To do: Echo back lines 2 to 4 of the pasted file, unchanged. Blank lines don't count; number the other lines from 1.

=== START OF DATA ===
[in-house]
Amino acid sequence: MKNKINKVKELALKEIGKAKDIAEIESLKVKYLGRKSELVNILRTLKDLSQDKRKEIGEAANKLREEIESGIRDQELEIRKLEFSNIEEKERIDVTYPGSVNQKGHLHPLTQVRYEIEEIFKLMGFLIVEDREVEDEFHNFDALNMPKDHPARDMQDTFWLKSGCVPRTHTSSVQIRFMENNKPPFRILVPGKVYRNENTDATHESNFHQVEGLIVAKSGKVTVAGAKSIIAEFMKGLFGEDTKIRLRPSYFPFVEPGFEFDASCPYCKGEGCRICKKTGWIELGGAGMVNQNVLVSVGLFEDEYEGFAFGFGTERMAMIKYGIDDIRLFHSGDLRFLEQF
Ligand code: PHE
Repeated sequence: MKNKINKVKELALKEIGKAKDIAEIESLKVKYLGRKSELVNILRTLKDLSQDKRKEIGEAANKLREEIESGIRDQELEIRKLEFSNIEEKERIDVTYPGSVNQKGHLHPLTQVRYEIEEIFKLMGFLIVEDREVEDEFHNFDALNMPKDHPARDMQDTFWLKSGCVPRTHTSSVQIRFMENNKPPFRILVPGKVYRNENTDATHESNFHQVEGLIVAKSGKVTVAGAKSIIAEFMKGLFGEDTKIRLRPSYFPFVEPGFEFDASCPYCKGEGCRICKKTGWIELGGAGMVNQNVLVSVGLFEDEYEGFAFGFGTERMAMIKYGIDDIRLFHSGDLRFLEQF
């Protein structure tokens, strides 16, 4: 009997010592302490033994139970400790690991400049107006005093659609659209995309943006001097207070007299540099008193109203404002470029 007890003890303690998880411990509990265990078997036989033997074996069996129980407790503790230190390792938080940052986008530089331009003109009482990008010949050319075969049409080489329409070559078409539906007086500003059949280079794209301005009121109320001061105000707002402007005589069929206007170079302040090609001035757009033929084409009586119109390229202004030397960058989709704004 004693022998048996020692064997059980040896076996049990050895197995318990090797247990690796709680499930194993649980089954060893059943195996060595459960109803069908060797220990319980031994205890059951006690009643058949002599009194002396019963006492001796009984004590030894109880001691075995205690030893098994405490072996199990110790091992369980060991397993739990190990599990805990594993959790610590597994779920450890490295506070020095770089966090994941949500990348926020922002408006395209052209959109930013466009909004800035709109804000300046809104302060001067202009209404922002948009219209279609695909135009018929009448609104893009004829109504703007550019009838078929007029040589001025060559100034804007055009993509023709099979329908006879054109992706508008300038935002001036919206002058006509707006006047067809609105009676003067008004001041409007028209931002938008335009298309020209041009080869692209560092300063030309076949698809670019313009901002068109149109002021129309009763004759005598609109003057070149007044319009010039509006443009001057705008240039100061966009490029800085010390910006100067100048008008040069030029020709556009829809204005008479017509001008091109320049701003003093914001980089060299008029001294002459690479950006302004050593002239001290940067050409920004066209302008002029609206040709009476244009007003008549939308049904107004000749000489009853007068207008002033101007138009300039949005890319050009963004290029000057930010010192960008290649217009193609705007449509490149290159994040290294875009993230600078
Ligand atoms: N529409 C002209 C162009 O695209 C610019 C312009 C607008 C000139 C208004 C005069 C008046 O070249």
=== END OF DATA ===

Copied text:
Amino acid sequence: MKNKINKVKELALKEIGKAKDIAEIESLKVKYLGRKSELVNILRTLKDLSQDKRKEIGEAANKLREEIESGIRDQELEIRKLEFSNIEEKERIDVTYPGSVNQKGHLHPLTQVRYEIEEIFKLMGFLIVEDREVEDEFHNFDALNMPKDHPARDMQDTFWLKSGCVPRTHTSSVQIRFMENNKPPFRILVPGKVYRNENTDATHESNFHQVEGLIVAKSGKVTVAGAKSIIAEFMKGLFGEDTKIRLRPSYFPFVEPGFEFDASCPYCKGEGCRICKKTGWIELGGAGMVNQNVLVSVGLFEDEYEGFAFGFGTERMAMIKYGIDDIRLFHSGDLRFLEQF
Ligand code: PHE
Repeated sequence: MKNKINKVKELALKEIGKAKDIAEIESLKVKYLGRKSELVNILRTLKDLSQDKRKEIGEAANKLREEIESGIRDQELEIRKLEFSNIEEKERIDVTYPGSVNQKGHLHPLTQVRYEIEEIFKLMGFLIVEDREVEDEFHNFDALNMPKDHPARDMQDTFWLKSGCVPRTHTSSVQIRFMENNKPPFRILVPGKVYRNENTDATHESNFHQVEGLIVAKSGKVTVAGAKSIIAEFMKGLFGEDTKIRLRPSYFPFVEPGFEFDASCPYCKGEGCRICKKTGWIELGGAGMVNQNVLVSVGLFEDEYEGFAFGFGTERMAMIKYGIDDIRLFHSGDLRFLEQF